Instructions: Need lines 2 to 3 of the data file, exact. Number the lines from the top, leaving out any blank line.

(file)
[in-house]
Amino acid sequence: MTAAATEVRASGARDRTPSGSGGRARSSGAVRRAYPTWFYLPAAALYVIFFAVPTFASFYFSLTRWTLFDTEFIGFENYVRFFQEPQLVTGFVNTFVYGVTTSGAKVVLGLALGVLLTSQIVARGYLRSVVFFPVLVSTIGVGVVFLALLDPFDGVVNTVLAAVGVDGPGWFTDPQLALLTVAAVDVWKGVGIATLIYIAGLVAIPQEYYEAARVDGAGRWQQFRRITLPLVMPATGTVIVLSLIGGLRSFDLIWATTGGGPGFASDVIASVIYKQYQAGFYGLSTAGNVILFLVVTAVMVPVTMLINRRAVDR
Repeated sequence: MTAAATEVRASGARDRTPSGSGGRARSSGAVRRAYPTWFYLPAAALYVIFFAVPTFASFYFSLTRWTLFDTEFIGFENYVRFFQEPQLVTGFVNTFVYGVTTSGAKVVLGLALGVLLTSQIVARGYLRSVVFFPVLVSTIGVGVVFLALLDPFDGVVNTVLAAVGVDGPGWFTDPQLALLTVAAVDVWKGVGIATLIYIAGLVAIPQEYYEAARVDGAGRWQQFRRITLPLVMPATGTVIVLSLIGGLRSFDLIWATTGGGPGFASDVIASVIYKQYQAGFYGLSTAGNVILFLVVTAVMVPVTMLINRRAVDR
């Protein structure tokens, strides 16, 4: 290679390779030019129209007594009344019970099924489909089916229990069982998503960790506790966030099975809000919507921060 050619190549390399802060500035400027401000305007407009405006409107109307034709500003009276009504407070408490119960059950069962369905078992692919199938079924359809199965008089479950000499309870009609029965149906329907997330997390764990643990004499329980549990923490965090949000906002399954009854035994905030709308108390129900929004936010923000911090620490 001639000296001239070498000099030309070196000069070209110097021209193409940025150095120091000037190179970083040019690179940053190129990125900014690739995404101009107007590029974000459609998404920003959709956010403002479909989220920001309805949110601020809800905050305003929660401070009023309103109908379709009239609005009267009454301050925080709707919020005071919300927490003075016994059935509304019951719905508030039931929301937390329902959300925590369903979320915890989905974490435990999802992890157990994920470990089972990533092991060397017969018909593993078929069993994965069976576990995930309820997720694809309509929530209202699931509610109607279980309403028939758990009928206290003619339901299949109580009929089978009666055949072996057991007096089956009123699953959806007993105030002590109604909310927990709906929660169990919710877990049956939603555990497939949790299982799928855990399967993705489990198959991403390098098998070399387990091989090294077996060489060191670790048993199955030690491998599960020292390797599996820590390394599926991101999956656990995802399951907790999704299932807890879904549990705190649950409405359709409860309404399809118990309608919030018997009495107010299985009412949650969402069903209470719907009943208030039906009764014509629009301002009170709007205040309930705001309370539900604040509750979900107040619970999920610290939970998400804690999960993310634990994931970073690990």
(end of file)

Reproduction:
Amino acid sequence: MTAAATEVRASGARDRTPSGSGGRARSSGAVRRAYPTWFYLPAAALYVIFFAVPTFASFYFSLTRWTLFDTEFIGFENYVRFFQEPQLVTGFVNTFVYGVTTSGAKVVLGLALGVLLTSQIVARGYLRSVVFFPVLVSTIGVGVVFLALLDPFDGVVNTVLAAVGVDGPGWFTDPQLALLTVAAVDVWKGVGIATLIYIAGLVAIPQEYYEAARVDGAGRWQQFRRITLPLVMPATGTVIVLSLIGGLRSFDLIWATTGGGPGFASDVIASVIYKQYQAGFYGLSTAGNVILFLVVTAVMVPVTMLINRRAVDR
Repeated sequence: MTAAATEVRASGARDRTPSGSGGRARSSGAVRRAYPTWFYLPAAALYVIFFAVPTFASFYFSLTRWTLFDTEFIGFENYVRFFQEPQLVTGFVNTFVYGVTTSGAKVVLGLALGVLLTSQIVARGYLRSVVFFPVLVSTIGVGVVFLALLDPFDGVVNTVLAAVGVDGPGWFTDPQLALLTVAAVDVWKGVGIATLIYIAGLVAIPQEYYEAARVDGAGRWQQFRRITLPLVMPATGTVIVLSLIGGLRSFDLIWATTGGGPGFASDVIASVIYKQYQAGFYGLSTAGNVILFLVVTAVMVPVTMLINRRAVDR